We have a mistaken hierarchy of experience. We place some experiences above others. We love steep powder but are bored on low angle slopes. We are engaged in exciting whitewater but frustrated by flatwater. We feel alive in the wilderness but deadened between trips. This push-me-pull-you way of living keeps us leaning into some parts of our lives and away from others. Liking and disliking are the roots of discontent. Invariably, the stronger our likes, the stronger our dislikes. But just as we can't keep the adventure ball forever in the air, we cannot engineer our lives to get only what we like.
If you are reading this and feeling like you just can't relate to the adrenaline junkies, you are missing the point. Addiction to movement is not just a hardman problem. The mechanism of compulsion is the same one that drives us to check our email, refresh our Facebook feed, eat more than we should, and binge on Netflix. If you ever find yourself saying "I just need to get some fresh air," or "I can't sit still when the sun is shining -- I just have to get outside," or "I can't think straight until I get some exercise," or "I need to go for a walk to clear my head" you really are no different from the adrenaline junkies.
Everything we do is an attempt to overcome dissatisfaction. Everything, including breathing, is a response to suffering. While we have to do certain things to survive - breathe, eat, sleep, and drink – the rest is extra. The point here is not that we shouldn't take some pleasure in life; the point is that clearly understanding the mechanism that drives our choices gives us greater freedom and peace.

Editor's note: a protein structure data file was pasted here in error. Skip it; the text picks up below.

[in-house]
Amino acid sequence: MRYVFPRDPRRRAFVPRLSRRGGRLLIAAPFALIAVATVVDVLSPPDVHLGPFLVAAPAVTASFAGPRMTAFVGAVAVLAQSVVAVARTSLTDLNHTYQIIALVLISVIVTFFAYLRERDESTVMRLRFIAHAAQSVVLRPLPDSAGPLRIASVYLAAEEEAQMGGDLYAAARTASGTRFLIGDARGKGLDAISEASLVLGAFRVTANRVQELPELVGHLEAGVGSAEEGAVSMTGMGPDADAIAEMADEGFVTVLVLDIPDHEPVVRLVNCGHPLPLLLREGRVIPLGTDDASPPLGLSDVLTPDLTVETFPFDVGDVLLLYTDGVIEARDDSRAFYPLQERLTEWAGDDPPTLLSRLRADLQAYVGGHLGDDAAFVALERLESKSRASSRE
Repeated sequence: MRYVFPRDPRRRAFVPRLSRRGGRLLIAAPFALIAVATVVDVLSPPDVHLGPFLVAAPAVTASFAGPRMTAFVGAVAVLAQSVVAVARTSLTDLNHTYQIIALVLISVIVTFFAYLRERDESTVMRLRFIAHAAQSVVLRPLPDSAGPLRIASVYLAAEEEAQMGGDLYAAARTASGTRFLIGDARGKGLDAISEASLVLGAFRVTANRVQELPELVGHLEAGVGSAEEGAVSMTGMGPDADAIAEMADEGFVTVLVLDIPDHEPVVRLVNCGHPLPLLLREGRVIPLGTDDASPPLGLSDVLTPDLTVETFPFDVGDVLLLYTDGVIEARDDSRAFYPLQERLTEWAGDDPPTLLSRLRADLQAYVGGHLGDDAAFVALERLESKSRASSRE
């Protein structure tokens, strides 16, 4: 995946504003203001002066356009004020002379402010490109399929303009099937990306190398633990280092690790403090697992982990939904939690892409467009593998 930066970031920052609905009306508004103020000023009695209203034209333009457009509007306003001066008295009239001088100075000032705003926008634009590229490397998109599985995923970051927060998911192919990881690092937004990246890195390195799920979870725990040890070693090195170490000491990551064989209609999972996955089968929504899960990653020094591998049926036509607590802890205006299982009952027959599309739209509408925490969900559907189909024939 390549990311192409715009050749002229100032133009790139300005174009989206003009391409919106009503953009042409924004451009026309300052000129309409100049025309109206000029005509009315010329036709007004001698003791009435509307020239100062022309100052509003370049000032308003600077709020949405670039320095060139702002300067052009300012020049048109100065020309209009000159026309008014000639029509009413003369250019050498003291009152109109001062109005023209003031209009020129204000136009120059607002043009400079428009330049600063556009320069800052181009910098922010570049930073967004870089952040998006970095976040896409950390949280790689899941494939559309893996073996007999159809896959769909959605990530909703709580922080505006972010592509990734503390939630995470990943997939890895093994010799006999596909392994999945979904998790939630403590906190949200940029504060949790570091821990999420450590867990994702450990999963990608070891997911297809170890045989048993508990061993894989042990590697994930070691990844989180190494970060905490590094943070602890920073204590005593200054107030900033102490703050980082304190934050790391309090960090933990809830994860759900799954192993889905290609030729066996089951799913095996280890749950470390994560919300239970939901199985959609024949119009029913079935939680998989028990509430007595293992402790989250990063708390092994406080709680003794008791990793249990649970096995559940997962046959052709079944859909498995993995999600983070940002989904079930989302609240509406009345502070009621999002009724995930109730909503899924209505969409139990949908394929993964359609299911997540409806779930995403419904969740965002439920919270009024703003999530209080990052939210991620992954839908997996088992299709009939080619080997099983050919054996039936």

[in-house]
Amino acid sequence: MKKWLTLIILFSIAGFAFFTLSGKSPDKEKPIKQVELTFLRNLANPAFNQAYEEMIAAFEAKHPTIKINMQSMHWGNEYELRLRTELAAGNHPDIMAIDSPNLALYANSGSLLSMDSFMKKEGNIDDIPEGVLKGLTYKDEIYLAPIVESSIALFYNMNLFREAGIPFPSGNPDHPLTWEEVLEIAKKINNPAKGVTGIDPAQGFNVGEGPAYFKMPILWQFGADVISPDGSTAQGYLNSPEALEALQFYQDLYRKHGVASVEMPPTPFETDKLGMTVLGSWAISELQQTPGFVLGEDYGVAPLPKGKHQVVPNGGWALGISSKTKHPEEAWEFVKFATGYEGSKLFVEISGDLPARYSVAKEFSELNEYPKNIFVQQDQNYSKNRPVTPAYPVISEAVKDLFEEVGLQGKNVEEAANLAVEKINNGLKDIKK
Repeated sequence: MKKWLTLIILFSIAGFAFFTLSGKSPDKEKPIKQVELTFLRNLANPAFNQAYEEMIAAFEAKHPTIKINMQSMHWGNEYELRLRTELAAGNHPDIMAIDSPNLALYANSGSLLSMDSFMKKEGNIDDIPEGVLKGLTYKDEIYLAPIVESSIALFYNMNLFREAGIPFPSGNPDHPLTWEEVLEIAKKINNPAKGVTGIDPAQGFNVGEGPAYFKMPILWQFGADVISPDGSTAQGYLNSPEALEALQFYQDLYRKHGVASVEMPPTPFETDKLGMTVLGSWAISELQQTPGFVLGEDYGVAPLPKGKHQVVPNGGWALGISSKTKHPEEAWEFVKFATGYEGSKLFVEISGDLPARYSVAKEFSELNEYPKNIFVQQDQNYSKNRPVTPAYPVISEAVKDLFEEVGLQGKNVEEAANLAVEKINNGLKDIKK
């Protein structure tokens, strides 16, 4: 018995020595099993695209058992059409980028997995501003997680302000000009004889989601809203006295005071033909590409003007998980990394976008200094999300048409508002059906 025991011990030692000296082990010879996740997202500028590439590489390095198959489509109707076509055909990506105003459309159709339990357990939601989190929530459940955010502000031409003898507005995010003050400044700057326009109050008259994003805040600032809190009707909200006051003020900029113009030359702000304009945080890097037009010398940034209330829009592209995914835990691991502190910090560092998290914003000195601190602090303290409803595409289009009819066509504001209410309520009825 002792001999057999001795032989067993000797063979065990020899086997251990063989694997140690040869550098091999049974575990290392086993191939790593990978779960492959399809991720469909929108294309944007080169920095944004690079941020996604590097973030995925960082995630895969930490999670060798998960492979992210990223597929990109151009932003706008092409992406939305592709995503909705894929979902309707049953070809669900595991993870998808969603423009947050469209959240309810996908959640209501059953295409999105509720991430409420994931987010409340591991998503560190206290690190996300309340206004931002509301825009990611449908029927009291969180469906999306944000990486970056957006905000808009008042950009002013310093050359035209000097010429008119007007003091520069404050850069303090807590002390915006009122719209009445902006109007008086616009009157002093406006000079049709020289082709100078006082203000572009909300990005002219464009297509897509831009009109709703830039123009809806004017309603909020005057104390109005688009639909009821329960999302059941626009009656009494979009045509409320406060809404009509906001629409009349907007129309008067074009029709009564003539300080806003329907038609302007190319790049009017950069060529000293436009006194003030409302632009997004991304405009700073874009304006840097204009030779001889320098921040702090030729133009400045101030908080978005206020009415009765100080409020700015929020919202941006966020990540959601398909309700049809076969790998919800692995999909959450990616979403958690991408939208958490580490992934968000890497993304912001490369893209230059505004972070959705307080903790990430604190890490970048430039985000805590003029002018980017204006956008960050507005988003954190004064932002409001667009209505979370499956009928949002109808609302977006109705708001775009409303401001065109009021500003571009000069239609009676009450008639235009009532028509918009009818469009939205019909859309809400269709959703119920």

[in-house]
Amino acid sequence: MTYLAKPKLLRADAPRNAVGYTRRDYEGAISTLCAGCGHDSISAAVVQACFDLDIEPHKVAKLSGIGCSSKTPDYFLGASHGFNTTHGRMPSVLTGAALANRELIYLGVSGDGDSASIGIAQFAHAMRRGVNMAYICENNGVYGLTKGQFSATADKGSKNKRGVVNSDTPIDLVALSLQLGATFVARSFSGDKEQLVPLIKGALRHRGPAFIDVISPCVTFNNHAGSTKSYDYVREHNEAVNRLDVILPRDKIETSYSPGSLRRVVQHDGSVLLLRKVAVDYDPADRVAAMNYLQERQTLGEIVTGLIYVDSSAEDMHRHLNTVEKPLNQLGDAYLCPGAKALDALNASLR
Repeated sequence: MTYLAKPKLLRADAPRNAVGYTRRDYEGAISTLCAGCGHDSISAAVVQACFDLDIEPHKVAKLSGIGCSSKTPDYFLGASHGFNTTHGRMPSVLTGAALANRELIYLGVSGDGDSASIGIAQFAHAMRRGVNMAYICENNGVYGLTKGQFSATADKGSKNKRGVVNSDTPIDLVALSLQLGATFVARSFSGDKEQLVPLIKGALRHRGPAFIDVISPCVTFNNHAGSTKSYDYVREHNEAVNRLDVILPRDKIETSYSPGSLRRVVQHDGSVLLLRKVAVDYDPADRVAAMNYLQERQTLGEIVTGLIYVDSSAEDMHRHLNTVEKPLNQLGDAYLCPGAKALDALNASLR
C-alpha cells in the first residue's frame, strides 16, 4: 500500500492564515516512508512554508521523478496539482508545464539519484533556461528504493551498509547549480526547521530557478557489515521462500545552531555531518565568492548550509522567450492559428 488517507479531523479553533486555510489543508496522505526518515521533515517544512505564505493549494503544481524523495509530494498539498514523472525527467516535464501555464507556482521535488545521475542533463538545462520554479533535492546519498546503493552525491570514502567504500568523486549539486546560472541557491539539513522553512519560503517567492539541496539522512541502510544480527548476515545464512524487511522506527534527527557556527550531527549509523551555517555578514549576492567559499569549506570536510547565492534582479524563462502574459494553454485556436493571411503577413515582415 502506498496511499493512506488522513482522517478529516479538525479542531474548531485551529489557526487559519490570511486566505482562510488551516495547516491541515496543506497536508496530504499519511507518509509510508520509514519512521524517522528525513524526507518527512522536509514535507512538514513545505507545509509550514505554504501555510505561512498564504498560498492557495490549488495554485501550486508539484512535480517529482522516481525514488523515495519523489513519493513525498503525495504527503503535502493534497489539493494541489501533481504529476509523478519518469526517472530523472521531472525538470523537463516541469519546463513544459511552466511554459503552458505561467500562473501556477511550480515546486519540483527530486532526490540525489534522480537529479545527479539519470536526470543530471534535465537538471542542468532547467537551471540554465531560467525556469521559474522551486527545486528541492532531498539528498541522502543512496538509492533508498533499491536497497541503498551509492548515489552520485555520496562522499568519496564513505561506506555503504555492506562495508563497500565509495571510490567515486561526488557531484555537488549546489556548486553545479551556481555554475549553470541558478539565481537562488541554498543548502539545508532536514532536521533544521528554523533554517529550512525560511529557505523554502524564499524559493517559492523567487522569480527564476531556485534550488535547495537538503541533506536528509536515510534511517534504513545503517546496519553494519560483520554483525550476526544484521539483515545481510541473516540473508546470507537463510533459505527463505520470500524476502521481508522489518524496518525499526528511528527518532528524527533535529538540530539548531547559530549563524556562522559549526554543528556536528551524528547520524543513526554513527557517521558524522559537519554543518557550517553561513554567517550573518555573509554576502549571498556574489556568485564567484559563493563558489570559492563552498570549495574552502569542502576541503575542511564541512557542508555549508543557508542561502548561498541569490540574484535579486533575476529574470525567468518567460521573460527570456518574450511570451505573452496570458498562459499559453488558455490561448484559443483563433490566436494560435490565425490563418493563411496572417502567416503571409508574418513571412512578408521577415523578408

Here's a liberating secret: all experience has the same value. Contentment, satisfaction, and lasting happiness are available to us all the time, no matter what we are doing, no matter where we go, no matter who we are with. You can be just as happy sitting in traffic as skiing deep powder. True lasting happiness has nothing to do with where you go or what you do. If your happiness is situational, it's not real happiness.
Nothing is ever missing from your life. Nobody else is getting what you deserve. You are right where you belong. You are the right person to be you.
Bradical is no longer the right person to be me. My happiness is no longer tied so tightly to excitement. Bradical is still a friend, but I don't listen to him as much now.
Ambassador Brad Meiklejohn is The Conservation Fund’s Alaska Director. Motivated by a sense of urgency for the losses occurring in the natural world, he’s following the legacy of his grandmother who fought for women’s voting rights and a great uncle who stood up against McCarthyism.